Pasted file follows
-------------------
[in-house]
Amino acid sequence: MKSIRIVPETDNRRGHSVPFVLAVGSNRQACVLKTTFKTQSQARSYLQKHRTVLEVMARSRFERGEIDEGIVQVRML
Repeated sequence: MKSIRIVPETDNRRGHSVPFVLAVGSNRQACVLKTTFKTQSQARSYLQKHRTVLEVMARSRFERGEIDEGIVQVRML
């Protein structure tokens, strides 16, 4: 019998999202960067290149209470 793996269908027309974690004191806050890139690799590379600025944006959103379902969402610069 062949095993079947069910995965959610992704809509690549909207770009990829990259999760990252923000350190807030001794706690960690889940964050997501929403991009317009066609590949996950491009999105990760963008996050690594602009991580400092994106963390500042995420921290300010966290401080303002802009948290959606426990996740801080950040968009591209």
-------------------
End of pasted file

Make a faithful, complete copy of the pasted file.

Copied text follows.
[in-house]
Amino acid sequence: MKSIRIVPETDNRRGHSVPFVLAVGSNRQACVLKTTFKTQSQARSYLQKHRTVLEVMARSRFERGEIDEGIVQVRML
Repeated sequence: MKSIRIVPETDNRRGHSVPFVLAVGSNRQACVLKTTFKTQSQARSYLQKHRTVLEVMARSRFERGEIDEGIVQVRML
């Protein structure tokens, strides 16, 4: 019998999202960067290149209470 793996269908027309974690004191806050890139690799590379600025944006959103379902969402610069 062949095993079947069910995965959610992704809509690549909207770009990829990259999760990252923000350190807030001794706690960690889940964050997501929403991009317009066609590949996950491009999105990760963008996050690594602009991580400092994106963390500042995420921290300010966290401080303002802009948290959606426990996740801080950040968009591209």